Mohammed Al-Humran


A 30-year journey turns a Khobar entrepreneur into the self-storage pioneer 

As a youth in Al Khobar in the early 1990s, Mohammed Al-Humran used to wonder about the big, dark parking garages at one of the busiest traffic circles in the Eastern Province -- the intersection of King Fahd and Custodian of the Two Holy Mosques roads.

Kids used to say the two empty four-story concrete park houses, built around 1990, were haunted. But Mohammed, a young boy selling clothes for his father’s imported apparel business, wasn’t scared.

Mohammed saw an opportunity.

 


Mohammed Al-Humran repurposed two long-empty parking garages to create the Kingdom's biggest self-storage business in March 2020. 
 

Over the next three decades, Mohammed grew into a successful businessman, founding an ad agency, a real estate company, a branding and PR boutique, and a construction development company.

But he never forgot the parking garages, which caught his eye whenever he drove to the Corniche.

One day, Mohammed had an idea. He would convert the abandoned buildings into something the Eastern Province’s increasingly mobile population needed – air-conditioned, self-storage facilities to stow unused furniture, business supplies, just about anything.

In April, with a loan from Wa’ed, Mohammed awakened the hulking buildings from their 30-year slumber, opening Self-Storage Co. The self-storage business is actually Mohammed’s second. He and some partners had earlier opened a self-storage , Makhzny.com, in Dammam.

His new solo investment in Al Khobar is a high-profile test of the concept in the Kingdom.
 



Saudis are living more compact lives than their elders, Mohammed Al-Humran says, and many need extra storage space.

“This is the first storage business in the heart of a Saudi city, located at a high point of density,” said Mohammed. “I set out to create a business that was missing in this market. This has been in the back of my head for a long, long time.”

With 10,000 square meters of space spread over four floors in each building, Mohammed’s self-storage business caters to Saudis who are leading more compact lives than their parents or grandparents.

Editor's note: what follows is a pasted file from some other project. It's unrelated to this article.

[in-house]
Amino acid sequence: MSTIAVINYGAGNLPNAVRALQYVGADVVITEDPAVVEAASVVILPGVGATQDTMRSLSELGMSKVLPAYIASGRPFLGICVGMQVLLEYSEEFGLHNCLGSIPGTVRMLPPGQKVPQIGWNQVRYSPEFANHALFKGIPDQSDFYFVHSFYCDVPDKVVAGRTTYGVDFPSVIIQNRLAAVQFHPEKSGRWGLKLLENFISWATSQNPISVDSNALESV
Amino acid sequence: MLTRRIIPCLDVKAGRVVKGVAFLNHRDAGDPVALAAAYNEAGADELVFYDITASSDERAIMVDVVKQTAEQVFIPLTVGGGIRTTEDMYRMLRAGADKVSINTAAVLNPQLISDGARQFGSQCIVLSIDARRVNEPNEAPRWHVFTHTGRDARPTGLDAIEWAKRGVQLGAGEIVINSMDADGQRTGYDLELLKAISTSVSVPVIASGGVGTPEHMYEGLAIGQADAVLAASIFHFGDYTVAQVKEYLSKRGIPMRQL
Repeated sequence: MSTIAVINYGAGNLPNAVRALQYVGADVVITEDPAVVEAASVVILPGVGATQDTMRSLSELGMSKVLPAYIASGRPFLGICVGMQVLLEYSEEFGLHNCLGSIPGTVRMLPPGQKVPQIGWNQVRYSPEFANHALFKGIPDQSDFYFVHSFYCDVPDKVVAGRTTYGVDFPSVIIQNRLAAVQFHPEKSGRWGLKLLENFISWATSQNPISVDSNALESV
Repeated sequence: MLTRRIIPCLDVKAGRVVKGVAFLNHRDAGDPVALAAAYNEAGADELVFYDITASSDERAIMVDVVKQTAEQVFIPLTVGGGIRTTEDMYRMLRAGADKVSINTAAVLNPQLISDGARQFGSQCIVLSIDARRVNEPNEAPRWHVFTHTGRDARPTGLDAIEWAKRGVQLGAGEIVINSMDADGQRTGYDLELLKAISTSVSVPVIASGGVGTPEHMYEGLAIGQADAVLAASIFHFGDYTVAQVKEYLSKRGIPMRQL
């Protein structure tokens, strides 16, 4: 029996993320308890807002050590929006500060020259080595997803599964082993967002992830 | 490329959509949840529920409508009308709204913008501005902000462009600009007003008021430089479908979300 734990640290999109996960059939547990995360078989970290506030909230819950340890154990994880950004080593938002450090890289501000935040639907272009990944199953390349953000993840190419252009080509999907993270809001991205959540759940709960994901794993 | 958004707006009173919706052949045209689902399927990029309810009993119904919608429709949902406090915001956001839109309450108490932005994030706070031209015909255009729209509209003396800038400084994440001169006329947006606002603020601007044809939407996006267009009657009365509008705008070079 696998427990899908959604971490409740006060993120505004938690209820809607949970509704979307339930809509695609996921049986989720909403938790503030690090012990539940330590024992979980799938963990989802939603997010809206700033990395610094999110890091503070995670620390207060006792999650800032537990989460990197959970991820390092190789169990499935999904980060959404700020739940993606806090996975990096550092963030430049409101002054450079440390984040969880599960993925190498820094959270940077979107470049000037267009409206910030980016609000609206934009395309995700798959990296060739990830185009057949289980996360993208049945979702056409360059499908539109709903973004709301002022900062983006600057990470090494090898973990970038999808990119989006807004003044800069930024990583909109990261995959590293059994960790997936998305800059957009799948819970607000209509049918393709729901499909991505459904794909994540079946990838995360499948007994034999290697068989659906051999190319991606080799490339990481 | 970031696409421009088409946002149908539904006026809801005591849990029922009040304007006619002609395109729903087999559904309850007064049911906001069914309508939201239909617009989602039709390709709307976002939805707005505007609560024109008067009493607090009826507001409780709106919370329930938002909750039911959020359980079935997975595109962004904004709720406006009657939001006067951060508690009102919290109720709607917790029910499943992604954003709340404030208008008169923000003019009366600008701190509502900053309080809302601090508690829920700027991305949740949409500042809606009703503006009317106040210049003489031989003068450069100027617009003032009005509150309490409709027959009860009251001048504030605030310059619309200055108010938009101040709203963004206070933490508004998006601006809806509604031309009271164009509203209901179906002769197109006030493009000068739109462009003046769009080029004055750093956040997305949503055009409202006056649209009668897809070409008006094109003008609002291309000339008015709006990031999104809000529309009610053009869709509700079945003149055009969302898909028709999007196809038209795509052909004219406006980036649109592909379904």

People such as entrepreneurs who need to store business supplies, computer servers and inventories. Young Saudi families living in small apartments and need extra space for bicycles, motorcycles, even garden furniture.

With rents starting at 500 SAR per month for an air-conditioned space, a unit at Self-Storage Co. costs much less than an apartment. That was a selling point to the Saudi government official who became one of Self-Storage’s first customers. The administrator is storing the contents of his apartment for a year while he completes a course in the United States.

 

Each unit at Self-Storage has electricity, lights, fire alarms, sprinklers and air conditioning at three cooling levels to accommodate everything from furniture to food staples such as coffee. This spring, Mohammed began renting out the first garage as he converted the second into storage units.

Each floor has 54 units ranging from 6 to 40 square meters.

Construction went quickly after Mohammed obtained permits to operate his business. He spent much time with permit officials reviewing his business plan -- a concept new to the Kingdom.

But Mohammed is persistent. He had studied self-storage businesses in the UK, UAE and Bahrain, and knew there was also a market in the Kingdom. He worked for years with authorities to win acceptance of self-storage, and with partners, first opened Makzny in Dammam.

Then, he struck out on his own to bring the concept to the Al Khobar parking garages he'd been eyeing for years.

Finding the buildings’ owners was a challenge.

Research led Mohammed to Jeddah and representatives of a wealthy family. The patriarch had passed away and a trustee questioned whether the heirs actually owned the garages. 

But they did, and Mohammed, after some persuading, obtained a lease to convert the two garages into what is now Saudi’s largest self-storage business.

Land use planners at the Sharqia Development Authority praised Mohammed for his innovative solution for the garages. His self-storage concept is a business with low impact on the congested traffic circle. Customers use the garages' circular driveways to load and unload, not linger.

The riddle was 30 years in the making, they told Mohammed, but he had solved it.